I wonder whether the problem is that London isn’t really anything, but New York really is New York. When T S Eliot called London the Unreal City, he was on to something. London is simply too sprawling for us to see it – we’re out of scale with it, or in the wrong dimension.

I’ve lived here for about 98 per cent of my life and feel my grasp of the place actually slipping as I get older. Whereas New York’s quiddity and immensity peers down at you the whole time. The place is an intramuscular injection of hard-core, uncut cityness which, after London’s methadone, comes as quite a jolt and can cause some people to overdose. And you don’t have to be a big, brash city to have this effect on the Londoner: pretty much anywhere else can do it.

Meanwhile, I flick through the pages of my stiff new US passport. Compared with its predecessor, this is a document so stuffed with patriotic bling that it makes you want to cringe. Each page has either an eagle or a cowboy or a steam train or a sailing ship or a Statue of Liberty and an inspiring quote to go with it. It’s funny. Every time I think to myself that this is the time I will cast off my wimpy Englishness and move to the US, something happens to make me go “oh, deary me. Tut tut.”

Nicholas Lezard is a literary critic for the Guardian and also writes for the Independent. He writes the Down and Out in London column for the New Statesman.

This article first appeared in the 10 June 2013 issue of the New Statesman, G0

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“I felt so frantic I couldn’t see my screen”: why aren’t we taking mental health sick days?

Some employees with mental health problems fake reasons for taking days off, or struggle in regardless. What should companies be doing differently?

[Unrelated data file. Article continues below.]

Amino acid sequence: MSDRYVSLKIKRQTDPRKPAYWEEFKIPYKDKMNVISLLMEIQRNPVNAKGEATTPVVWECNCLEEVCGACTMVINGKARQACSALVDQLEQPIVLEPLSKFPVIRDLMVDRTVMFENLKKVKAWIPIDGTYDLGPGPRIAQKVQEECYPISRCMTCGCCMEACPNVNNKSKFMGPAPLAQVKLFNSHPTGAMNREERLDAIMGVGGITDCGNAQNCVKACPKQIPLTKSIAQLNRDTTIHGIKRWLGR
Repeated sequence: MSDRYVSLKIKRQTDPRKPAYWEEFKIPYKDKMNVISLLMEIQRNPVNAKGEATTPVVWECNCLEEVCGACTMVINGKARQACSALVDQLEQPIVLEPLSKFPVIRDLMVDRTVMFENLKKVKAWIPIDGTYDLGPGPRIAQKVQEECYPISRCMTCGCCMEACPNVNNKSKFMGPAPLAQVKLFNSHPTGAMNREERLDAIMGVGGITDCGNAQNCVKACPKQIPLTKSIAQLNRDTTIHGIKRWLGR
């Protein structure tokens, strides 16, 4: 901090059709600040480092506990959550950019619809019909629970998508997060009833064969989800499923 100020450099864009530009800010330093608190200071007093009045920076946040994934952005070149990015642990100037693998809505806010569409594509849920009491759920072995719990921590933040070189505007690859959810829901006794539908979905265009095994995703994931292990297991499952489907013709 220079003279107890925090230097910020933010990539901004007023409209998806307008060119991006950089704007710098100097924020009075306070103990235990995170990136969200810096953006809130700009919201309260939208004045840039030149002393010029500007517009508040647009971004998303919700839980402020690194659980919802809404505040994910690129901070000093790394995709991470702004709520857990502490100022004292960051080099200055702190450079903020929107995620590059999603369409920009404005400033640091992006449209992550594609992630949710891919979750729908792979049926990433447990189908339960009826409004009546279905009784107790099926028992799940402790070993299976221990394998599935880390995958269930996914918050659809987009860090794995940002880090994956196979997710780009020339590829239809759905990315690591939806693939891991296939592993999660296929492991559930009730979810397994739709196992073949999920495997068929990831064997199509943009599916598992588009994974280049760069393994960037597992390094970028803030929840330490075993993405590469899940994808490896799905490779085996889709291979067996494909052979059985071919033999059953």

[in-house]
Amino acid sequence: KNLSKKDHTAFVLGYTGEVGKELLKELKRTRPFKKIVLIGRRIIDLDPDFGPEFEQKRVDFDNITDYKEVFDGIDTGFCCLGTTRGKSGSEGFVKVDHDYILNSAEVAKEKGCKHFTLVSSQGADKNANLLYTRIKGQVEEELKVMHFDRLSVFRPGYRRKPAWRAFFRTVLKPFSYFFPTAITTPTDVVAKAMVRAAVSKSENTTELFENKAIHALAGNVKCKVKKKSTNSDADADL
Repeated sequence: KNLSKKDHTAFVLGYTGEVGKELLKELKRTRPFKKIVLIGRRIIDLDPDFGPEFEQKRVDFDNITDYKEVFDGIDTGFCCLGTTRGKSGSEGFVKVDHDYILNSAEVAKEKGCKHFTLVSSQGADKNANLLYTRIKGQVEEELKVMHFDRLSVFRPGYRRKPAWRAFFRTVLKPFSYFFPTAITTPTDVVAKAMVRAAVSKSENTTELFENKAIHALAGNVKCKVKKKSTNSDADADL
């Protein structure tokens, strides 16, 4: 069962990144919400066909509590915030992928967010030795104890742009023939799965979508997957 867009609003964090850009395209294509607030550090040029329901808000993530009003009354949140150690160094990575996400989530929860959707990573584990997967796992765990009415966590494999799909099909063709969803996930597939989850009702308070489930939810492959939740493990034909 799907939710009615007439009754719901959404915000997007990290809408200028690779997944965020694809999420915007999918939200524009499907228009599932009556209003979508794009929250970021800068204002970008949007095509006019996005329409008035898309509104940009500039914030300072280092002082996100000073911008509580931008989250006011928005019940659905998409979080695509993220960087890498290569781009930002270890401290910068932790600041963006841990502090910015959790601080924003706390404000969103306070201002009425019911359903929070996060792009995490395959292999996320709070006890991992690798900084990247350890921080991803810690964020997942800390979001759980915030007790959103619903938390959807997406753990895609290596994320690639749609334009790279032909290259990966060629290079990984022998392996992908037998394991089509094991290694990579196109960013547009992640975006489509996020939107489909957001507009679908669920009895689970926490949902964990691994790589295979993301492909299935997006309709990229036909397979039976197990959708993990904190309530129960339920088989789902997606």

“I would go to the loo and just cry my eyes out. And sometimes colleagues could hear me. Then I would just go back to my desk as if nothing had happened. And, of course, no one would say anything because I would hide it as well as I could.”

How many times have you heard sobbing through a work toilet door – or been the person in the cubicle?

Jaabir Ramlugon is a 31-year-old living in north London. He worked in IT for four years, and began having to take time off for depressive episodes after starting at his company in 2012. He was eventually diagnosed with borderline personality disorder last January.

At first, he would not tell his employers or colleagues why he was taking time off.

“I was at the point where I was in tears going to work on the train, and in tears coming back,” he recalls. “Some days, I just felt such a feeling of dread about going into work that I just physically couldn’t get up ... I wouldn’t mention my mental health; I would just say that my asthma was flaring up initially.”

It wasn’t until Ramlugon was signed off for a couple of months after a suicide attempt that he told his company what he was going through. Before that, a “culture of presenteeism” at his work – and his feeling that he was “bunking off” because there was “nothing physically wrong” – made him reluctant to tell the truth about his condition.